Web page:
2000 - 2009

Materials presented in chronological order..

Woodward, Bob, and Thomas E. Ricks. "CIA Trained Pakistani Commandos to Nab Bin Laden." Washington Post, 3 Oct. 2001, A1. [http://www.washingtonpost.com]

According to "people familiar with the operation," the CIA in 1999 "trained and equipped" some 60 commandos from the Pakistani intelligence agency to enter Afghanistan to capture or kill Osama bin Laden. "The operation was arranged by then-Pakistani Prime Minister Nawaz Sharif and his chief of intelligence.... The plan was aborted later that year when Sharif was ousted in a military coup."

Sipress, Alan, and Vernon Loeb. "CIA's Stealth War Centers on Eroding Taliban Loyalty and Aiding Opposition." Washington Post, 10 Oct. 2001, A1. "The CIA's Stealth War: U.S. Covert Efforts Include Winning the Loyalty of Taliban Defectors." Washington Poat National Weekly Edition, 15-21 Oct. 2001, 6.

According to administration officials, the CIA has launched an effort "in the parts of Afghanistan where the ruling Taliban is most deeply rooted in the local ethnic Pashtun community ... to win the loyalty of dissident Taliban commanders through the use of money or fear.... The success of this strategy could turn on the intelligence efforts and intimate cooperation of Pakistan.... That prospect received a crucial boost" on 7 October 2001 when Pakistani President Gen. Pervez Musharraf "ousted several influential intelligence and military leaders who remained close to the Taliban, most notably purging Gen. Mahmoud Ahmed of the Interservices Intelligence Agency."

Risen, James, and Judith Miller. "Pakistani Intelligence Had Links to Al Qaeda, U.S. Officials Say." New York Times, 29 Oct. 2001. [http://www.nytimes.com]

According to U.S. officials, Pakistan's Inter-Services Intelligence (ISI) "has had an indirect but longstanding relationship with Al Qaeda.... The intelligence service even used Al Qaeda camps in Afghanistan to train covert operatives for use in a war of terror against India, the Americans say."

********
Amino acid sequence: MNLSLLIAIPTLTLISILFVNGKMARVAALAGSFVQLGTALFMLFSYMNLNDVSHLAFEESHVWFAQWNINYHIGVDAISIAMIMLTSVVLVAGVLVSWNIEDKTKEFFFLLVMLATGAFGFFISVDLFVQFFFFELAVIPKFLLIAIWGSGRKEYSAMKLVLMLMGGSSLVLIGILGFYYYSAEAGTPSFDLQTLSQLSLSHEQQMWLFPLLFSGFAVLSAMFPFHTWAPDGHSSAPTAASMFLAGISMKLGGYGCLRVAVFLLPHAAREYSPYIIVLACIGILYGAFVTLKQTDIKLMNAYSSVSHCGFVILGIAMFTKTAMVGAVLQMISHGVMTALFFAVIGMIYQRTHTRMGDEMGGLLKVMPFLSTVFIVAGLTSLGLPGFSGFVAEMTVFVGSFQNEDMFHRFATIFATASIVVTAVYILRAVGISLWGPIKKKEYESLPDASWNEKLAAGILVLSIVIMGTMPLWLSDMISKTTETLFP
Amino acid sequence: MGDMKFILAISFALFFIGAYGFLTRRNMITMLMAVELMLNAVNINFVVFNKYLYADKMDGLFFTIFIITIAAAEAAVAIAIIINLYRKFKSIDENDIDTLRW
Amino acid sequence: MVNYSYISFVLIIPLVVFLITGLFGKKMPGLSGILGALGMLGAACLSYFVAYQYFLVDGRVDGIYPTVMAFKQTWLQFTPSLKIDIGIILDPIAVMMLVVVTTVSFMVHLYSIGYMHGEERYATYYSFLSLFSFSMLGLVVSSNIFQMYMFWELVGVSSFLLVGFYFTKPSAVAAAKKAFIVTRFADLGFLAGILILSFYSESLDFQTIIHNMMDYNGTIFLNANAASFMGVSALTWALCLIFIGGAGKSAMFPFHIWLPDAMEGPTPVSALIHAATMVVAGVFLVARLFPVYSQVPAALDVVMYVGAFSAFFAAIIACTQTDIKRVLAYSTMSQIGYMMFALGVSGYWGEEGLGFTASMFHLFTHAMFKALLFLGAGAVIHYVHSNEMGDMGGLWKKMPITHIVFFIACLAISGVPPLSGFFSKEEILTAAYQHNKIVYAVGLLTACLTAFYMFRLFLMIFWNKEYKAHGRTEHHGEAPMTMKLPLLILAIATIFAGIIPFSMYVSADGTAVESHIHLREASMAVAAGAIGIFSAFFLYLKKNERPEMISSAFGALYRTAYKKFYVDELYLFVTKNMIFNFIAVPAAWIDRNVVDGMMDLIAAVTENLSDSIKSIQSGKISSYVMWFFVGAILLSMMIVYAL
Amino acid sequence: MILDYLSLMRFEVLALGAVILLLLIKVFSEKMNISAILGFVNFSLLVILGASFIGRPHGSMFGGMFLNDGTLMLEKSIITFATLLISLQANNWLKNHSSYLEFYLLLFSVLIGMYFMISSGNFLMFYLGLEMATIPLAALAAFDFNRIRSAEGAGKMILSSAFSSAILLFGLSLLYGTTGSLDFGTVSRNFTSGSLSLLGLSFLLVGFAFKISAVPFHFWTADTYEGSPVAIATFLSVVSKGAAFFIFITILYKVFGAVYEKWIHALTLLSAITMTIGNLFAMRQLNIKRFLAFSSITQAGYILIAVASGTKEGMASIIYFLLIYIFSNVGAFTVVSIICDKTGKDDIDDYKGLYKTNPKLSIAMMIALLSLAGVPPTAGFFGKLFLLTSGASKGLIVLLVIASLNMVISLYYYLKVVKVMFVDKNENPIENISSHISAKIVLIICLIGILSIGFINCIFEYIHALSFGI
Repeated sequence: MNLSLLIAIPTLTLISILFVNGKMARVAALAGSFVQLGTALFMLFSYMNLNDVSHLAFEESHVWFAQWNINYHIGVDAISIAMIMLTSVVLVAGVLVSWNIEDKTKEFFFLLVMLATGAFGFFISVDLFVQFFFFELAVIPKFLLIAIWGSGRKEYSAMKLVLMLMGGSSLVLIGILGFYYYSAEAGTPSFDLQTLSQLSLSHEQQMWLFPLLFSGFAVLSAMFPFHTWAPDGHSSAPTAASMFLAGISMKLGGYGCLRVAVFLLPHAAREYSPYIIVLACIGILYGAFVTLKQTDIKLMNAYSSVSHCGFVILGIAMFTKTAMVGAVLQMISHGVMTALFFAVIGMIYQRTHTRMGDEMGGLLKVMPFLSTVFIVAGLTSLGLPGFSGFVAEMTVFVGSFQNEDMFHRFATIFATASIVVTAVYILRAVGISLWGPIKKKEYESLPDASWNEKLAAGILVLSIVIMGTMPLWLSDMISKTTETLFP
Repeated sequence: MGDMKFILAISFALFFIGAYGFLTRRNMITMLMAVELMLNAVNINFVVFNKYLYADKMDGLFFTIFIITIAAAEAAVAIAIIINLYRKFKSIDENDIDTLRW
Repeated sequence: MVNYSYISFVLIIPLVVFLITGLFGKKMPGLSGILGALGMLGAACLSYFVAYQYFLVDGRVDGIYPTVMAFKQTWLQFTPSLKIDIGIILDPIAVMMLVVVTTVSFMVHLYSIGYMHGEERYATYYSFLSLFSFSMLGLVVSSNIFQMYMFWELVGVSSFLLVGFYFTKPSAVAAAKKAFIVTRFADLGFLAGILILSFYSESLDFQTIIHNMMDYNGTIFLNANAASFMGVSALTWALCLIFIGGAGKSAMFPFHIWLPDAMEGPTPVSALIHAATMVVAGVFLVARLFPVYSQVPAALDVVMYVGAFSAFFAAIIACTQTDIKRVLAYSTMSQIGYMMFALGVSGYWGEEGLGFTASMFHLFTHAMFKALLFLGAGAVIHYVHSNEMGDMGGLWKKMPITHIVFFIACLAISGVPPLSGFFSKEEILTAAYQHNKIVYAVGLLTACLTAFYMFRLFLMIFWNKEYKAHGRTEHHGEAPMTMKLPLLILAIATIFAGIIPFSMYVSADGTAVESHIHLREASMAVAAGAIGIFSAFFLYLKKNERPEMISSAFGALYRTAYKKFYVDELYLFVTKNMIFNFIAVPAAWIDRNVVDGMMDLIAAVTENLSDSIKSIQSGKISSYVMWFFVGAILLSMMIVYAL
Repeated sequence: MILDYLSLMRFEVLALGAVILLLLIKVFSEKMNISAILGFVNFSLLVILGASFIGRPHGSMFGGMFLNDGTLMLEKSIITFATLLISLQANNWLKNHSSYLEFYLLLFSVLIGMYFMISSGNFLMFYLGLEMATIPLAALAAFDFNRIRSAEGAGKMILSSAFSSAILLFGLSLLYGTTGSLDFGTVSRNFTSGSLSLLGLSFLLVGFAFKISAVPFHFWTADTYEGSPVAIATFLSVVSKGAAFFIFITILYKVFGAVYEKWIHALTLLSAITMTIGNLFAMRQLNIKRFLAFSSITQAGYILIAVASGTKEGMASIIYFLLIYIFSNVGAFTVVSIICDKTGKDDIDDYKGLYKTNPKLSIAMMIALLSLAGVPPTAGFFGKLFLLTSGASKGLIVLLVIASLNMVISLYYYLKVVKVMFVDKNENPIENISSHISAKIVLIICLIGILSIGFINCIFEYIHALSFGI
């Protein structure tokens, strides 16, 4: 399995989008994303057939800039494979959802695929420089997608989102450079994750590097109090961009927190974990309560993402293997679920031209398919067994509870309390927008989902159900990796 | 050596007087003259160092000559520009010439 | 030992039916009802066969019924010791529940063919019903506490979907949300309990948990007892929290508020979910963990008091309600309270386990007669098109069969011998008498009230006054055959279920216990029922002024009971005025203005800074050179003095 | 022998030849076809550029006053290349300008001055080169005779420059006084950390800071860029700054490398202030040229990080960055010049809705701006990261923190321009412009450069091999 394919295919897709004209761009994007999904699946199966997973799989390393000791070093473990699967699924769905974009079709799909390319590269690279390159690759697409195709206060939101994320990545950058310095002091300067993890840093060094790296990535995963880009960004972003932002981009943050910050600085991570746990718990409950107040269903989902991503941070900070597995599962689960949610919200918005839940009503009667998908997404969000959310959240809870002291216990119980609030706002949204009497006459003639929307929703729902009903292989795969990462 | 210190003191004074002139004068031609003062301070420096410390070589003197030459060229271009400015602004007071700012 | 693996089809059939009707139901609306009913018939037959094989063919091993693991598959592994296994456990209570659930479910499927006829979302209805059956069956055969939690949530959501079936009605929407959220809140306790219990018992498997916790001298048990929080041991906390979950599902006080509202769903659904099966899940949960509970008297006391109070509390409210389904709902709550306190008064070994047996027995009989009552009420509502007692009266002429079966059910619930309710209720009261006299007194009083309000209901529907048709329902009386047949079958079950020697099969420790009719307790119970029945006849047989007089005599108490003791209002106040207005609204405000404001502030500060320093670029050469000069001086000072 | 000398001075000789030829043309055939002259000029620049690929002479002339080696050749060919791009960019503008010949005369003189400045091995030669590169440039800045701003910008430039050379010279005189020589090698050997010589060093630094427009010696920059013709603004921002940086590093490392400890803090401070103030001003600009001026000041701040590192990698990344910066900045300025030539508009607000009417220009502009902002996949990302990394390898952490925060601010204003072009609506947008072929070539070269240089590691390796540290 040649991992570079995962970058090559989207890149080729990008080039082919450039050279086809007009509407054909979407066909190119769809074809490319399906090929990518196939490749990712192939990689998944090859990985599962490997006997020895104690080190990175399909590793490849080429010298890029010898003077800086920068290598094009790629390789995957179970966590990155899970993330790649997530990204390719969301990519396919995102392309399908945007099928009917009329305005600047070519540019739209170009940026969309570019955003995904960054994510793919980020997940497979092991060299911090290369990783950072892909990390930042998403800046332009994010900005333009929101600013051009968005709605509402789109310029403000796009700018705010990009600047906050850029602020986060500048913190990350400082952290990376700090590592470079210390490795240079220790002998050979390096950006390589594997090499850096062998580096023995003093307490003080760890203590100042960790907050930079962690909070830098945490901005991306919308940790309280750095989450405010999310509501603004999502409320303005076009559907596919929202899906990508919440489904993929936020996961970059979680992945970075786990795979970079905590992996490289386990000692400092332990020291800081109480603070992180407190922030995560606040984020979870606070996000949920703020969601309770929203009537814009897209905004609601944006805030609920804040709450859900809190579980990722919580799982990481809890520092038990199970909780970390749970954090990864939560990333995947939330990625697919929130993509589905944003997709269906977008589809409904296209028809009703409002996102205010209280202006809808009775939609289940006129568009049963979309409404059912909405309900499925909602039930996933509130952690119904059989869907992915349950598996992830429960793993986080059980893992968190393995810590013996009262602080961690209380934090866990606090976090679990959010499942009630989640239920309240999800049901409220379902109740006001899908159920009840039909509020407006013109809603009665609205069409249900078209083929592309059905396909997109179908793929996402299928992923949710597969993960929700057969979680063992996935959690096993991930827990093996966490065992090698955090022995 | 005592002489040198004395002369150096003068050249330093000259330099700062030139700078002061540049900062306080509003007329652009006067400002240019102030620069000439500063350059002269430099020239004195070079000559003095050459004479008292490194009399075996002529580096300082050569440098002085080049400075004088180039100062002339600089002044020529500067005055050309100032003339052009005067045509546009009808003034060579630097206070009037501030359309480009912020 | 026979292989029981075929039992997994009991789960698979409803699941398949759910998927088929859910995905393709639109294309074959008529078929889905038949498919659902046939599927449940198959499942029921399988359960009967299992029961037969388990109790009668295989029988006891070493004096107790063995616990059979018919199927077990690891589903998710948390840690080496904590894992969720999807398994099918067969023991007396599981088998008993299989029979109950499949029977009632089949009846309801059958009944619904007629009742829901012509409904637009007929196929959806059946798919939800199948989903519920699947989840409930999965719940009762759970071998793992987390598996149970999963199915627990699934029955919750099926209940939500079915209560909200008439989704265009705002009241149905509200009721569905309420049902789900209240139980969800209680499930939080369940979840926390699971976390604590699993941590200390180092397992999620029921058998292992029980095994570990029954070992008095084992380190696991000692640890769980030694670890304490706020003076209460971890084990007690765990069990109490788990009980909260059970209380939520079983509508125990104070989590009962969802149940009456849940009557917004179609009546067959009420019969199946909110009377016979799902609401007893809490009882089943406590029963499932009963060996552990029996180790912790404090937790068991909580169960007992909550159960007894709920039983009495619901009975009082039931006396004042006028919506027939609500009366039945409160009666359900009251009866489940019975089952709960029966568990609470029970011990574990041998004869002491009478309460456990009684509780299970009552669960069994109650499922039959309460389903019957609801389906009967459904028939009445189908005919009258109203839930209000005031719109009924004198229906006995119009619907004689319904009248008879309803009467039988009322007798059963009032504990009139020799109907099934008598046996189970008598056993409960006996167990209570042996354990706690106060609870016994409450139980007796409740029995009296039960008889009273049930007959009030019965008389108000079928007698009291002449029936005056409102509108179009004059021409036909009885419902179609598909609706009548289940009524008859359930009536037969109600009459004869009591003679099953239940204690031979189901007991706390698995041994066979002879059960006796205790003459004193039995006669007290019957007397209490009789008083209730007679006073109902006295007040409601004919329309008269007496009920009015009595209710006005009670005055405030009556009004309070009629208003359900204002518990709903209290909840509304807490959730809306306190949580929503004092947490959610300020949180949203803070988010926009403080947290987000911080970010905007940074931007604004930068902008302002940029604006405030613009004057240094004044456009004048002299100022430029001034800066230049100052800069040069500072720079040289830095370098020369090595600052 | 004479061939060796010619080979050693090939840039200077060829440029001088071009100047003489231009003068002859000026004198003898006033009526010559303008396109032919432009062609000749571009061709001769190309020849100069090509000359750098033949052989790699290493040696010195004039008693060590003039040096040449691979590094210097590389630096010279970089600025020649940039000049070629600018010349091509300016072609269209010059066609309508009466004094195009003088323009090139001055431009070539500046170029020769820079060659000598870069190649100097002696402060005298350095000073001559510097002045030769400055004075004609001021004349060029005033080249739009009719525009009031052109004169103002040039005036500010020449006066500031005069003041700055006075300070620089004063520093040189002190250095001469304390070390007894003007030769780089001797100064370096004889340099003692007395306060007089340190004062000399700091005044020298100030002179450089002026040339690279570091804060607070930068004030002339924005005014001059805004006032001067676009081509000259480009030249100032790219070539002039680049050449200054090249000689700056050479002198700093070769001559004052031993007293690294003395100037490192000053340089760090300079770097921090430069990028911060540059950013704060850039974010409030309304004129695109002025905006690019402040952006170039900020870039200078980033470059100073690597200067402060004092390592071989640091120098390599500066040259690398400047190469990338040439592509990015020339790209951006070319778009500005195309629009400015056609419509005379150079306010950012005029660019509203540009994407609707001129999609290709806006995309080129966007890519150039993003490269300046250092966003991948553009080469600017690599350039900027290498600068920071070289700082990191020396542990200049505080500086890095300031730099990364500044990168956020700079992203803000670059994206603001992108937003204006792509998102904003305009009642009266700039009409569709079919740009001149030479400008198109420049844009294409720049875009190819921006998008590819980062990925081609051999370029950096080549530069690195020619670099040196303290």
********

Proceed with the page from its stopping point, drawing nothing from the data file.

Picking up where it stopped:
Frantz, Douglas. "Pakistan Ended Aid to Taliban Only Hesitantly." New York Times, 8 Dec. 2001. [http://www.nytimes.com]

"One month after the Pakistan government agreed to end its support of the Taliban, its intelligence agency [Inter-Services Intelligence] was still providing safe passage for weapons and ammunition to arm them, according to Western and Pakistani officials."

McGirk, Tim. "Has Pakistan Tamed Its Spies?" Time, 6 May 2002, 32-35.

It appears that Pakistan's Inter-Services Intelligence (ISI) is cooperating in the U.S. war against terrorism. This "is quite a switch. Until Sept. 11, the organization was suspected of propping up the Taliban and by extension its al-Qaeda guests in Afghanistan."

Corera, Gordon. Shopping for Bombs: Nuclear Proliferation, Global Insecurity and the Rise and Fall of the A.Q. Kahn Network. London: Hurst, 2006.

This is the story of Pakistani national hero and worldwide nuclear proliferator. He was finally taken down in early 2004 -- at least, to the extent of being placed under house arrest by the Pakistani authorities. Peake, Studies 51.2 (2007), finds that the author's "documentation is impressive.... How much damage Kahn did is a question yet to be answered. Corera's story is well told and of value to intelligence officers and students of national security."